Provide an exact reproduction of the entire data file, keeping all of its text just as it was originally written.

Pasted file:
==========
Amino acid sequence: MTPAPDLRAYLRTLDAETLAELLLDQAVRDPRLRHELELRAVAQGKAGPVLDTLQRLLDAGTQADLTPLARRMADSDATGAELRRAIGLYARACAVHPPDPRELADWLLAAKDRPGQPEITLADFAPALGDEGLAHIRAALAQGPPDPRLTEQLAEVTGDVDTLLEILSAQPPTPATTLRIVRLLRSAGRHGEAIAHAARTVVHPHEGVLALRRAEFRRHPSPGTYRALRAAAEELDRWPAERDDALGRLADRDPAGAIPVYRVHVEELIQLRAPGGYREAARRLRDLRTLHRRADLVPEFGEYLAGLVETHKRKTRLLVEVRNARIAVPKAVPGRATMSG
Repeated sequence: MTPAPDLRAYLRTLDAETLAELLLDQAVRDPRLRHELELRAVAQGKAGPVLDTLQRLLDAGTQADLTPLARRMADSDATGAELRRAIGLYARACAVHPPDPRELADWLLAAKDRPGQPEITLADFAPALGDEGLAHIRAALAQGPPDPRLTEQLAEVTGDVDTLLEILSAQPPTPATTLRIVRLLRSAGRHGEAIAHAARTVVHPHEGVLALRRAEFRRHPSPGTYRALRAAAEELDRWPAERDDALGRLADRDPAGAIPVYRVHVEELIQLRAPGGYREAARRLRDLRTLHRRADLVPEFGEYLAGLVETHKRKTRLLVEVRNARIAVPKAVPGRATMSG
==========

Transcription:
Amino acid sequence: MTPAPDLRAYLRTLDAETLAELLLDQAVRDPRLRHELELRAVAQGKAGPVLDTLQRLLDAGTQADLTPLARRMADSDATGAELRRAIGLYARACAVHPPDPRELADWLLAAKDRPGQPEITLADFAPALGDEGLAHIRAALAQGPPDPRLTEQLAEVTGDVDTLLEILSAQPPTPATTLRIVRLLRSAGRHGEAIAHAARTVVHPHEGVLALRRAEFRRHPSPGTYRALRAAAEELDRWPAERDDALGRLADRDPAGAIPVYRVHVEELIQLRAPGGYREAARRLRDLRTLHRRADLVPEFGEYLAGLVETHKRKTRLLVEVRNARIAVPKAVPGRATMSG
Repeated sequence: MTPAPDLRAYLRTLDAETLAELLLDQAVRDPRLRHELELRAVAQGKAGPVLDTLQRLLDAGTQADLTPLARRMADSDATGAELRRAIGLYARACAVHPPDPRELADWLLAAKDRPGQPEITLADFAPALGDEGLAHIRAALAQGPPDPRLTEQLAEVTGDVDTLLEILSAQPPTPATTLRIVRLLRSAGRHGEAIAHAARTVVHPHEGVLALRRAEFRRHPSPGTYRALRAAAEELDRWPAERDDALGRLADRDPAGAIPVYRVHVEELIQLRAPGGYREAARRLRDLRTLHRRADLVPEFGEYLAGLVETHKRKTRLLVEVRNARIAVPKAVPGRATMSG